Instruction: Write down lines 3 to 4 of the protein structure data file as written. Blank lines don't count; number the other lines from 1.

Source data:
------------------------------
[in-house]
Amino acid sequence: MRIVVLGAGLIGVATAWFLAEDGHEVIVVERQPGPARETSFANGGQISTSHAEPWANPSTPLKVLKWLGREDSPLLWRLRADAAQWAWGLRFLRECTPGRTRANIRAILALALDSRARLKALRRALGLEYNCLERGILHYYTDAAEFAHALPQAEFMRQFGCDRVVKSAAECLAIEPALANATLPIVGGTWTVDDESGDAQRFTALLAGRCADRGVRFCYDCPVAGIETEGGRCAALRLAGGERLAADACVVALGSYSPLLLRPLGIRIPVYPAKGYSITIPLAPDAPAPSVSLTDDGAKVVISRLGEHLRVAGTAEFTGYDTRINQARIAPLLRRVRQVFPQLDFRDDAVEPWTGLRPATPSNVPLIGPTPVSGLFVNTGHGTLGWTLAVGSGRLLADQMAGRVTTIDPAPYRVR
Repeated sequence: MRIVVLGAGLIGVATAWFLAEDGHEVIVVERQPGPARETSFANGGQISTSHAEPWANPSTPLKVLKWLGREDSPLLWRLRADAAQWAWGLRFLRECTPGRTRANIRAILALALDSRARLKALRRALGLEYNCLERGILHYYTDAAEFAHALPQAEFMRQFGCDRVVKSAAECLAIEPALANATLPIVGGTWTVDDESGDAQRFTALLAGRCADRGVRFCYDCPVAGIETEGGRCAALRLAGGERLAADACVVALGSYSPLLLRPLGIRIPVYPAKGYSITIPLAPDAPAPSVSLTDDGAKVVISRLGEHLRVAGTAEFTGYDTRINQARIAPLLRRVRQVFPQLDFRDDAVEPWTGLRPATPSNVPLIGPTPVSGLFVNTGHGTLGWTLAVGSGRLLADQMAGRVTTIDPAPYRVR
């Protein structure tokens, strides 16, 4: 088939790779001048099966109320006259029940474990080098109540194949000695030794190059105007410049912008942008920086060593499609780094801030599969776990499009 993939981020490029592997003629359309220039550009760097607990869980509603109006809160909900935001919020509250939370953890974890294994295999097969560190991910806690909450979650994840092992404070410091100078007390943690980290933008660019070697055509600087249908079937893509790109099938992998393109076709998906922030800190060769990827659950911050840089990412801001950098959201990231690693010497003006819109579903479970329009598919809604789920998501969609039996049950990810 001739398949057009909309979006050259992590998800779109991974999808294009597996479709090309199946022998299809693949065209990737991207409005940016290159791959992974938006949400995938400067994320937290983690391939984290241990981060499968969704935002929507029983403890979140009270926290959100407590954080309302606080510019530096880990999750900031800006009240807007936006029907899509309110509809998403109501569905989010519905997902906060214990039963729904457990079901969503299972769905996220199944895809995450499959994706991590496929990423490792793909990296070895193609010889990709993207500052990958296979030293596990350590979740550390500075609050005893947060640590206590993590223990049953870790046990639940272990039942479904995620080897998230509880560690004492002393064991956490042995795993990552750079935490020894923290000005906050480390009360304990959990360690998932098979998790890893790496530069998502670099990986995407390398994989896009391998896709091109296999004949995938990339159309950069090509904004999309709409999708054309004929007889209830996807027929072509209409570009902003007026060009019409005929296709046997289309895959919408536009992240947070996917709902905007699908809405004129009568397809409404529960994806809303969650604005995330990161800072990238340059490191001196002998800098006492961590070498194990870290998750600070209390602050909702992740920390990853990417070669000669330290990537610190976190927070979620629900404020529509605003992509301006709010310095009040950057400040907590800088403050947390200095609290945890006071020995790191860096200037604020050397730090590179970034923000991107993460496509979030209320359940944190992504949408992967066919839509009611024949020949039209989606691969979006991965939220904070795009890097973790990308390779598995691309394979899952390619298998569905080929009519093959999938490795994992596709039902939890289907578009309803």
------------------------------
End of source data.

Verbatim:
Repeated sequence: MRIVVLGAGLIGVATAWFLAEDGHEVIVVERQPGPARETSFANGGQISTSHAEPWANPSTPLKVLKWLGREDSPLLWRLRADAAQWAWGLRFLRECTPGRTRANIRAILALALDSRARLKALRRALGLEYNCLERGILHYYTDAAEFAHALPQAEFMRQFGCDRVVKSAAECLAIEPALANATLPIVGGTWTVDDESGDAQRFTALLAGRCADRGVRFCYDCPVAGIETEGGRCAALRLAGGERLAADACVVALGSYSPLLLRPLGIRIPVYPAKGYSITIPLAPDAPAPSVSLTDDGAKVVISRLGEHLRVAGTAEFTGYDTRINQARIAPLLRRVRQVFPQLDFRDDAVEPWTGLRPATPSNVPLIGPTPVSGLFVNTGHGTLGWTLAVGSGRLLADQMAGRVTTIDPAPYRVR
């Protein structure tokens, strides 16, 4: 088939790779001048099966109320006259029940474990080098109540194949000695030794190059105007410049912008942008920086060593499609780094801030599969776990499009 993939981020490029592997003629359309220039550009760097607990869980509603109006809160909900935001919020509250939370953890974890294994295999097969560190991910806690909450979650994840092992404070410091100078007390943690980290933008660019070697055509600087249908079937893509790109099938992998393109076709998906922030800190060769990827659950911050840089990412801001950098959201990231690693010497003006819109579903479970329009598919809604789920998501969609039996049950990810 001739398949057009909309979006050259992590998800779109991974999808294009597996479709090309199946022998299809693949065209990737991207409005940016290159791959992974938006949400995938400067994320937290983690391939984290241990981060499968969704935002929507029983403890979140009270926290959100407590954080309302606080510019530096880990999750900031800006009240807007936006029907899509309110509809998403109501569905989010519905997902906060214990039963729904457990079901969503299972769905996220199944895809995450499959994706991590496929990423490792793909990296070895193609010889990709993207500052990958296979030293596990350590979740550390500075609050005893947060640590206590993590223990049953870790046990639940272990039942479904995620080897998230509880560690004492002393064991956490042995795993990552750079935490020894923290000005906050480390009360304990959990360690998932098979998790890893790496530069998502670099990986995407390398994989896009391998896709091109296999004949995938990339159309950069090509904004999309709409999708054309004929007889209830996807027929072509209409570009902003007026060009019409005929296709046997289309895959919408536009992240947070996917709902905007699908809405004129009568397809409404529960994806809303969650604005995330990161800072990238340059490191001196002998800098006492961590070498194990870290998750600070209390602050909702992740920390990853990417070669000669330290990537610190976190927070979620629900404020529509605003992509301006709010310095009040950057400040907590800088403050947390200095609290945890006071020995790191860096200037604020050397730090590179970034923000991107993460496509979030209320359940944190992504949408992967066919839509009611024949020949039209989606691969979006991965939220904070795009890097973790990308390779598995691309394979899952390619298998569905080929009519093959999938490795994992596709039902939890289907578009309803």